Shooting events at the Olympics and Commonwealth Games fall into three general categories.
Competitors shoot with either rifles, pistols or shotguns.
The guns come in many different shapes and sizes, and the type of target also varies from event to event.
HOW CLAY TARGET EVENTS UNFOLD
In clay target, shooters aim at flying discs fired from mechanical traps.
The clay, or target, are shaped like an inverted saucer and made of coal tar pitch and chalk with a diameter of 111mm (4in).
After the shooter calls "pull", the clay or clays are released and must be shot down before they land.
Major international competitions consist of qualification and final rounds. Final round and qualifying scores are added together to determine the winner.
Clay Target shooting can be broadly split into three categories - Trap, Skeet and Sporting.
Trap and Skeet are both performed at the Commonwealths and Olympics, while Sporting involves shooting at targets designed to simulate those found in nature.
Trap: Five banks of three traps with different heights and angles sits within a trench 15m away from the shooter.
Heights range from 1-4m and the shooter does not know which of the three traps in front of them will release the target.
The shooter moves through a series of five adjacent shooting stations and gets two shots at each target.
The targets are launched from an underground bunker to a minimum distance of 75m away, and at speeds of up to 80mph.
The men's event is five rounds of 25 shots over two days. Women shoot three rounds of 25 in one day.
The top six go through to a 25-target final round, when only one shot can be fired at each target.
Skeet: Competitors move through a semi-circular range featuring eight shooting stations. Targets are released from separate traps (high and low house) and the shooter gets one shot at each target.
Single or double targets are thrown for at least 65m from the high station or low station house on either side of the range. The targets travel at speeds of up to 55mph.
The men's event is five rounds of 25 shots over two days. Women shoot three rounds of 25. The top six go through to a 25-targets final round.
Double trap: Two targets are released simultaneously at different heights and angles from the centre bank of traps, with competitors getting one shot at each target.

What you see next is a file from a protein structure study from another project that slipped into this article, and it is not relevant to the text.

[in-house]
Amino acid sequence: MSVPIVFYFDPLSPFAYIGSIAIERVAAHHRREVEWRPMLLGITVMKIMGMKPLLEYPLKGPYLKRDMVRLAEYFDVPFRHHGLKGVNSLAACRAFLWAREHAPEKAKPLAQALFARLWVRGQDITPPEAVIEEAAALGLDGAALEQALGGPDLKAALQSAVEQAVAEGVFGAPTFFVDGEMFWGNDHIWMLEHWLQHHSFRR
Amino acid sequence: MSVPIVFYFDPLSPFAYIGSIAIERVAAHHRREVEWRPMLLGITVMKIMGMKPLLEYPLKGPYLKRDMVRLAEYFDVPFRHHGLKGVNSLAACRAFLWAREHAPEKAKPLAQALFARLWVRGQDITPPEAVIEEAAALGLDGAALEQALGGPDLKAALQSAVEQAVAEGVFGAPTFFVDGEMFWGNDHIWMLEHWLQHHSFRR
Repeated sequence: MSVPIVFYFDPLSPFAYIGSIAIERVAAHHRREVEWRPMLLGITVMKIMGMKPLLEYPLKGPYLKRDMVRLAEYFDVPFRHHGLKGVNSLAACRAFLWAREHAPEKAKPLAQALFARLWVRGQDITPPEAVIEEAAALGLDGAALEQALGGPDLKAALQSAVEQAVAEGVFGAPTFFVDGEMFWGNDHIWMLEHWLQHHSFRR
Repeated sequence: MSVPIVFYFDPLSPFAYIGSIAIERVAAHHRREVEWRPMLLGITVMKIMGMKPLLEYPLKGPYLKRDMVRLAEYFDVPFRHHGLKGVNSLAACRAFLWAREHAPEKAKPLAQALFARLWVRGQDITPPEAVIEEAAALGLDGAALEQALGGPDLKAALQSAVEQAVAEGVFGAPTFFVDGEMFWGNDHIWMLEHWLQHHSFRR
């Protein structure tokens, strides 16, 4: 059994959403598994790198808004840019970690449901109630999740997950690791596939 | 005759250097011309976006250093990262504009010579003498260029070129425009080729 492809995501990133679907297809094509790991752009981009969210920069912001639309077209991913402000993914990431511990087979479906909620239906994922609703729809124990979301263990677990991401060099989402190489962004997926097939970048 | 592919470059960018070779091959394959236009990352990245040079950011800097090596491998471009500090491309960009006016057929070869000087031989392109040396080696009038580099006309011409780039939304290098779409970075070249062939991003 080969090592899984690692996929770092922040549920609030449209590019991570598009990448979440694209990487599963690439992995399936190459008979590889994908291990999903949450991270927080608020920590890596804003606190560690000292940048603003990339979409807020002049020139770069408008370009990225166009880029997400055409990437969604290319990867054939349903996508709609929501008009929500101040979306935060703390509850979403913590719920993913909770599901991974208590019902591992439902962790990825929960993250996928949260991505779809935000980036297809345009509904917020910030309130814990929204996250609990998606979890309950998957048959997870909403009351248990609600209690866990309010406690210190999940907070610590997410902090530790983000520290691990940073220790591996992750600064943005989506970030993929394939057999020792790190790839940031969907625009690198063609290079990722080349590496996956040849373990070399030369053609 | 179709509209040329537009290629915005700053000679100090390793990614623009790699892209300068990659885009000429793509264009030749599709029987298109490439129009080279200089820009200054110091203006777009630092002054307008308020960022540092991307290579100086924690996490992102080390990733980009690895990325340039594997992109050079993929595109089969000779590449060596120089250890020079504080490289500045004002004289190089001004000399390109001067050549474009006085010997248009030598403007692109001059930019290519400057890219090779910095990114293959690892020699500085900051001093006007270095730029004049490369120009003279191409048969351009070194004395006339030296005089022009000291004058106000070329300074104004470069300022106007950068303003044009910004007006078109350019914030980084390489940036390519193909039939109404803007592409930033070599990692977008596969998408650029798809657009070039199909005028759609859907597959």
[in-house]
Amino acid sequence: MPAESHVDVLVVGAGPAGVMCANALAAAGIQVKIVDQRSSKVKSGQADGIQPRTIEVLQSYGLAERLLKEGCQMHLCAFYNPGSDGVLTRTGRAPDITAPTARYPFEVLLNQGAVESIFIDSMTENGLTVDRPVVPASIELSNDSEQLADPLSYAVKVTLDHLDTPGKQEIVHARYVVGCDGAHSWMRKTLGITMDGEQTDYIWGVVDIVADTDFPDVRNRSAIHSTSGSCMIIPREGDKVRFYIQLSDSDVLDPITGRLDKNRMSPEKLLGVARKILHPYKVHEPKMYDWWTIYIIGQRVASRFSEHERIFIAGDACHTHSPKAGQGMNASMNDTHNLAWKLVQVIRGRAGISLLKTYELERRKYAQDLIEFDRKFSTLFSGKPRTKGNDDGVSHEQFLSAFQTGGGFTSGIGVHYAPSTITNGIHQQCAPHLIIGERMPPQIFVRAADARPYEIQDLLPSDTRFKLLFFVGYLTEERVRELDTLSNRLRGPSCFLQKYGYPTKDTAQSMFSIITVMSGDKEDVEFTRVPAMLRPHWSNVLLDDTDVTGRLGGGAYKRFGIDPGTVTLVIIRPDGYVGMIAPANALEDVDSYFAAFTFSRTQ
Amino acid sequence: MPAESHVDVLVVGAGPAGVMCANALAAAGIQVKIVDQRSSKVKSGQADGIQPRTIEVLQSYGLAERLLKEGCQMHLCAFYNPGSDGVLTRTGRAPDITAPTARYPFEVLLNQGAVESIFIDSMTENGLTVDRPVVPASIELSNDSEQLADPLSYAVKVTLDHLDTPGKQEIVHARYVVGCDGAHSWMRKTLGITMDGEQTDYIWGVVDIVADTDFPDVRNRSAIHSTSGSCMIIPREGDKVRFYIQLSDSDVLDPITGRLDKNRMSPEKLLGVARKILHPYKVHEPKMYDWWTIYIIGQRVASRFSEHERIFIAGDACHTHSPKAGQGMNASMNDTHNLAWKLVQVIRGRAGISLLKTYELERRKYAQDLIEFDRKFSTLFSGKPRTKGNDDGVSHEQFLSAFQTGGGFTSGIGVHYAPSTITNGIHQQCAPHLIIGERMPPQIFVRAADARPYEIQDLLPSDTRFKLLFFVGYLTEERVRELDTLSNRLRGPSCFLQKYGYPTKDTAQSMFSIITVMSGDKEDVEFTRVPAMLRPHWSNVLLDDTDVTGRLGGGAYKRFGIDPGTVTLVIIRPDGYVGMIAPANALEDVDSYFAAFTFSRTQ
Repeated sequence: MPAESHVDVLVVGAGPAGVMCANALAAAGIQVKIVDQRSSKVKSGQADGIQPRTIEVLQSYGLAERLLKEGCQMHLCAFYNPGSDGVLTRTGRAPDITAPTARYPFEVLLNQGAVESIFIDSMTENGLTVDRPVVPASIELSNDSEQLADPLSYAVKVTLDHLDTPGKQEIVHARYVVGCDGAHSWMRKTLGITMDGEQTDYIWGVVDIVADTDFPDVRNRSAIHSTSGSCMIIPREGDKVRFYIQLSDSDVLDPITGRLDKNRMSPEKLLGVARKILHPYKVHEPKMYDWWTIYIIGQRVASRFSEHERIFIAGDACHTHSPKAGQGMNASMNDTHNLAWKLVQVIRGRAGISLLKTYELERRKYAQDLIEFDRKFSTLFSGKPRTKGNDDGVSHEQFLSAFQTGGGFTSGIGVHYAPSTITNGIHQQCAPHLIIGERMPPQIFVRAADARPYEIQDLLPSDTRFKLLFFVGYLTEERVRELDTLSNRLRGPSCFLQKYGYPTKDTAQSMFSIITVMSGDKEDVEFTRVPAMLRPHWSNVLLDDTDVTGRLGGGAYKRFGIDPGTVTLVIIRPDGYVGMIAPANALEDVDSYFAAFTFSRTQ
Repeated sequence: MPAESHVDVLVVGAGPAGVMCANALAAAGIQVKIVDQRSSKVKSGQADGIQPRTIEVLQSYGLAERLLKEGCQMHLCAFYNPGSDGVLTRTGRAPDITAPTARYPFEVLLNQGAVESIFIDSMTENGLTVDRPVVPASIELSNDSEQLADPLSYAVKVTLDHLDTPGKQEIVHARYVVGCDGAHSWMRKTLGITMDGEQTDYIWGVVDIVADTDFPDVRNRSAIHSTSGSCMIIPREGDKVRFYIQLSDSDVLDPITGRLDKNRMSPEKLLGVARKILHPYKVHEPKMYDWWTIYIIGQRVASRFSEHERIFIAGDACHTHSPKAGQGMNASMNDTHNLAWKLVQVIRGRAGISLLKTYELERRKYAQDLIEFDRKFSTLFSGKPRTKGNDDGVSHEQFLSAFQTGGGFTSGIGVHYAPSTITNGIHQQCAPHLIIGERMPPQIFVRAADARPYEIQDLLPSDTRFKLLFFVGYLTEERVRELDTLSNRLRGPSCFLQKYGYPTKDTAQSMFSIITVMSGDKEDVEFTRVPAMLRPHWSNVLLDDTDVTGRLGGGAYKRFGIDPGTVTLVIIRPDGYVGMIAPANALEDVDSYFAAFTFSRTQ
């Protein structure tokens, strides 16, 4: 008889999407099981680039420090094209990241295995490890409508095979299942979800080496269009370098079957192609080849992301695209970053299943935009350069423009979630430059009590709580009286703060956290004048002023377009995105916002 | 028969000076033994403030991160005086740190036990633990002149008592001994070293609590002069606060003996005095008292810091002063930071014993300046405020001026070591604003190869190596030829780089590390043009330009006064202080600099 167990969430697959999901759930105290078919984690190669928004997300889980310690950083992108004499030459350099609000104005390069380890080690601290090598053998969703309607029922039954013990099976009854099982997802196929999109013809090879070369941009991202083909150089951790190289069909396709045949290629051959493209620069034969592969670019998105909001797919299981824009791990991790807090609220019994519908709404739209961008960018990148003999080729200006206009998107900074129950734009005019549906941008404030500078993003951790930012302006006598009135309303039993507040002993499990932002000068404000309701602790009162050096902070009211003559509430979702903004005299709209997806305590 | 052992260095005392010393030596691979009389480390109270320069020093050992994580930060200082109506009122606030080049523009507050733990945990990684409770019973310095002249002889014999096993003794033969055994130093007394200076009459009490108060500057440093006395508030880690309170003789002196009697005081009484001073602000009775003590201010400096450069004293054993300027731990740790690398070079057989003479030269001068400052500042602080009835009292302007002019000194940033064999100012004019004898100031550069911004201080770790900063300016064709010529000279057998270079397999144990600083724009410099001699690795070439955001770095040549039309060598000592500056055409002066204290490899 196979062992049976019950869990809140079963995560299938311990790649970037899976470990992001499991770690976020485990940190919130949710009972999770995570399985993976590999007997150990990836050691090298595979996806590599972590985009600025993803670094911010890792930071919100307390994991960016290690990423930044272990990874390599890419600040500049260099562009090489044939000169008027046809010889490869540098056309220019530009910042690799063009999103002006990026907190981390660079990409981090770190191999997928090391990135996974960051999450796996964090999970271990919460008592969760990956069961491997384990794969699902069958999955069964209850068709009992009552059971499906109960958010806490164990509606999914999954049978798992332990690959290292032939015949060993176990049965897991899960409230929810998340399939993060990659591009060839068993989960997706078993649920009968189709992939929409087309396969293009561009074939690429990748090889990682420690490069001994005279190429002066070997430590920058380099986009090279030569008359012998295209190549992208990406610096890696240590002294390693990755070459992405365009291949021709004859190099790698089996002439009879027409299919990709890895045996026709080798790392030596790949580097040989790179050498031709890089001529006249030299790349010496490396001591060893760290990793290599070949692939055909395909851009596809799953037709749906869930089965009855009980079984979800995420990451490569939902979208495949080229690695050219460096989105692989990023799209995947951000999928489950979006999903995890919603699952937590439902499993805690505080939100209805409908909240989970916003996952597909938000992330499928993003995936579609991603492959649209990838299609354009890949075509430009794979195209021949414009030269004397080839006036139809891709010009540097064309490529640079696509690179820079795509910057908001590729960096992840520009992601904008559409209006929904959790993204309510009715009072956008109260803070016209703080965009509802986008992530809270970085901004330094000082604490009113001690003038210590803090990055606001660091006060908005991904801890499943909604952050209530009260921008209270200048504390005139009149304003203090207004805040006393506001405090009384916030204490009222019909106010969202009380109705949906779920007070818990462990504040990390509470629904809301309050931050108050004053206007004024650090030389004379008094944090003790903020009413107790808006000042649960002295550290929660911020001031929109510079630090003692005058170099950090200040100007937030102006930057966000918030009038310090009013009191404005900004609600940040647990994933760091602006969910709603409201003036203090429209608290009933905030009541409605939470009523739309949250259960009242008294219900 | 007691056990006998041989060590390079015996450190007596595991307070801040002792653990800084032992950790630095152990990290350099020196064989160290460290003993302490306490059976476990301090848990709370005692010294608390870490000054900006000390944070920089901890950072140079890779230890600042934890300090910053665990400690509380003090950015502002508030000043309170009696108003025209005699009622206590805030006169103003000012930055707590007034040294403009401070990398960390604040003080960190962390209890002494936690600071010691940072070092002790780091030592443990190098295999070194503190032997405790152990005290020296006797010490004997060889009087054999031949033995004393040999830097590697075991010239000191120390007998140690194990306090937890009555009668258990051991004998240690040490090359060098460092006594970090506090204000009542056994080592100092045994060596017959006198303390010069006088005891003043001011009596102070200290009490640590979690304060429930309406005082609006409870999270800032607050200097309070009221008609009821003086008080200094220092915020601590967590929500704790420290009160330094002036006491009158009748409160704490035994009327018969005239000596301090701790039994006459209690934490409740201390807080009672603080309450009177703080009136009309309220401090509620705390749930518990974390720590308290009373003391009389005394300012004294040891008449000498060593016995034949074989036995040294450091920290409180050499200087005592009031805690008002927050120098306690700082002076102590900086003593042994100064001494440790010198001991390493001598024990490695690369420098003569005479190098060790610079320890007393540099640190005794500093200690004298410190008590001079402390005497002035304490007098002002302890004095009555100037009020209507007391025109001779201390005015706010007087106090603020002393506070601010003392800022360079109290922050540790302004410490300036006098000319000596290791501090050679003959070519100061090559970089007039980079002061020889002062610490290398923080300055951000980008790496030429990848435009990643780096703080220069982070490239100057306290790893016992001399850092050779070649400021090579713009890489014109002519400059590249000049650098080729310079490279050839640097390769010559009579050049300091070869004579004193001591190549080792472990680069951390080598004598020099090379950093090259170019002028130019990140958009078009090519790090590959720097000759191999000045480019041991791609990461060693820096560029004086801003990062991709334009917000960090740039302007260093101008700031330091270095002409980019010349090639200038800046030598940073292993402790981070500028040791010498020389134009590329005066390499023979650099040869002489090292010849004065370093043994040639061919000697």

There are five adjacent shooting stations, with competitors shooting at targets released at speeds of up to 50mph.
The match consists of 150 targets, shot in three rounds of 50 on each day. The top six go through to a final of 50 targets for men and 40 for women.
Competitors commonly use 12-bore shotguns which fire cartridges containing small pellets.
Trap: These guns are the heaviest and have the longest barrels. They have a single trigger which permits the firing of two shots extremely rapidly. They fire 2.6mm pellets. The weight of the gun helps to absorb the recoil when firing two shots in quick succession.
Skeet: Guns have a medium weight with shorter barrels allowing the shooter to make fast movements and quick changes of direction. They fire small 2mm pellets.
Double trap: The guns used are very similar to those used in trap, but the pellets have a wider spread.
WANT TO GET INVOLVED?
There are thousands of shooting clubs and ranges in the UK.
Most clubs welcome anyone wanting to learn or to develop their shooting skills.
The first place to try is the Clay Pigeon Shooting Association website, which has everything you need for starting out.
The British Shooting Sports Council website covers all shooting disciplines.
The International Shooting Sport Federation has good information covering the sport across the world.
The National Shooting Centre is based in Bisley, England, and covers all disciplines. Its website has details on courses and plenty of contacts and links.
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